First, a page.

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childish painting of fish Robert Wendland and The Media

Dr. Nancy Snyderman of ABC "Good Morning America": Have the doctors used the term "semi- conscious state?"

Robert Wendland's mother, Florence Wendland: They use that, but that's not what he's in. He's wide awake. And he feels pain, he does different things. He done this picture, struck me right away like this was this school of fish and these were smaller fish swimming around.


The story of Robert Wendland is becoming a media circus. "A landmark case is heading for the California Supreme Court. Seven years ago, Robert Wendland rolled his pickup truck and was left paralyzed and in a coma." This is how Roger Cossack of CNN's 'Burden of Proof' introduced his Jan. 15 audience to the facts of the case. "Sixteen months later, he became minimally conscious. Now Robert Wendland's wife Rose wants his feeding tube removed. Wendland's mother opposes this and has asked the court for the right to care for him. Florence Wendland says her son still experiences moods and responds to simple commands. Rose, Robert's wife, says that the husband she knew died seven years ago."

Here's how ABC's Diane Sawyer explained the case to viewers of the Jan. 4 edition of "Good Morning America:" The "story of two people, a wife and a mother, fighting over the life of a husband and a son. His mother does not want him taken off life support. His wife, in the name of mercy, and, she says, his own wishes, wants him to die."

Not Dead Yet provided a transcript of this Jan. 4 show, excerpts of which are below. Not Dead Yet has filed an amicus brief in the case, joined by several national organizations, including Brain Injury Assn., Inc., Self Advocates Becoming Empowered, The Arc, ADAPT, N.C.I.L. and the National Spinal Cord Injury Association.

Rose Wendland was reportedly "furious" when Florence Wendland showed the painting on "Good Morning America," says Janie Hickok Seiss, attorney for Florence Wendland. The painting, and other pictures of Florence with her son, "of course portray Robert as much more active than Rose wants people to see him." When Rose Wendland took Los Angeles Times reporters into the hospital at Lodi to see Robert, says Siess, the picture LA Times photographers got was of "Robert in bed." That's the kind of picture Rose Wendland wants, insists Siess.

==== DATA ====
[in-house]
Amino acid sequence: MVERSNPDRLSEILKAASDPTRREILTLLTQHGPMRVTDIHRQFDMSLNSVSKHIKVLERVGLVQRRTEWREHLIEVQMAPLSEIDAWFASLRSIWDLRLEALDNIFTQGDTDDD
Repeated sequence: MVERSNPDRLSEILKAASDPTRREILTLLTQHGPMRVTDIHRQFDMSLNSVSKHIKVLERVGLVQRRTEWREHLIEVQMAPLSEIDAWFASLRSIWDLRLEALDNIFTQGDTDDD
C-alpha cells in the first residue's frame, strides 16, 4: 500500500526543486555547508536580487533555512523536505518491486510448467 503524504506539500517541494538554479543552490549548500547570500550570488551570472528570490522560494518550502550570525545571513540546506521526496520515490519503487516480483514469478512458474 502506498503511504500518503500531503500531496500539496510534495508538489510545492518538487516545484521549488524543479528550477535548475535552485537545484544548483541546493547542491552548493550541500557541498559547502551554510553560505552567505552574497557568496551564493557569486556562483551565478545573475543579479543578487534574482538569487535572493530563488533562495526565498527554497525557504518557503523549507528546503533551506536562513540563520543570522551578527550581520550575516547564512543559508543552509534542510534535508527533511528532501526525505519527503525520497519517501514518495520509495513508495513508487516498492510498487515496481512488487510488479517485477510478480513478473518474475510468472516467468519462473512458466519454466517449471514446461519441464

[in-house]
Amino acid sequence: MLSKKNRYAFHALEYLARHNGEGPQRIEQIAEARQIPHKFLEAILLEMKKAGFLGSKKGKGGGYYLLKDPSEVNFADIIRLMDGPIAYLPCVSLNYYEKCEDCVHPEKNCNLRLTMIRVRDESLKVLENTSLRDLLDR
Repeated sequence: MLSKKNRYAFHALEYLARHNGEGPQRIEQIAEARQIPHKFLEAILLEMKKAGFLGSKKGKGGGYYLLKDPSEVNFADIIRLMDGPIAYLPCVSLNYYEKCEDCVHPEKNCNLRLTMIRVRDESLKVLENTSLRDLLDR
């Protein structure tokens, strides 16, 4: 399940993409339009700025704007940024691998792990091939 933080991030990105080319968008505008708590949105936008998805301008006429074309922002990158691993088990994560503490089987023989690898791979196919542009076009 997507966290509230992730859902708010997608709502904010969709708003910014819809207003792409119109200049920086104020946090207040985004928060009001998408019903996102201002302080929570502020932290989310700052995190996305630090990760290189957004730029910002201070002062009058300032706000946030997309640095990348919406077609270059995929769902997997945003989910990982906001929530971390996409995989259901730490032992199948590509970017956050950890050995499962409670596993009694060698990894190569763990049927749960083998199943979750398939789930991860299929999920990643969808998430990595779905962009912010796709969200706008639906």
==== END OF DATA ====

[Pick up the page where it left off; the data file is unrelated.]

Siess says there's a concerted effort to keep the public from seeing Robert with his mother, and to portray him as unable to do the things that Florence tells reporters he is capable of doing. Rose Wendland, responding to Roger Cossack of CNN's "Burden of Proof, says, "Robert's actually brain dead. He's got severe atrophy. He does move his left side. And as far as him able to do what Florence says, that's impossible."

Siess says that hospital staff, at Rose's directive, have kept Florence and Siess from even sitting in the hospital lobbby to talk to reporters. Siess says reporters asked the hospital to be allowed to see Robert Wendland "interacting with Florence" but Rose refused the requests -- all part of an effort to keep the public from seeing Robert with his mother and to portray him as unable to do the things that Florence says he is capable of.

Below are some excerpts from recent national televsion coverage:

From "Burden of Proof":

FLORENCE WENDLAND. He's not in a coma. He does things. He paints, he holds my -- he kisses my hand. I'll say, 'Robert, let me hold your hand,' and he'll hold my hand. I'll say, "Kiss my hand," and he'll kiss my hand. I'll say, 'Can I kiss your hand?' He'll let me kiss his hand. I bought a game, he plays that. Nurses have seen him do it. He paints, he bowls, now he's learning to play golf. They have a multipurpose room where they have several people like him and they all seem to be enjoying themselves.

"Read 'Burden of Proof' transcript.

ROGER COSSACK: Florence, therapists say that, in fact, the things that you've describe aren't really the things that he does, but are just reactions because of the state that he's in. And they say that these are things that therapists taught him how to do, that he really doesn't respond. . . .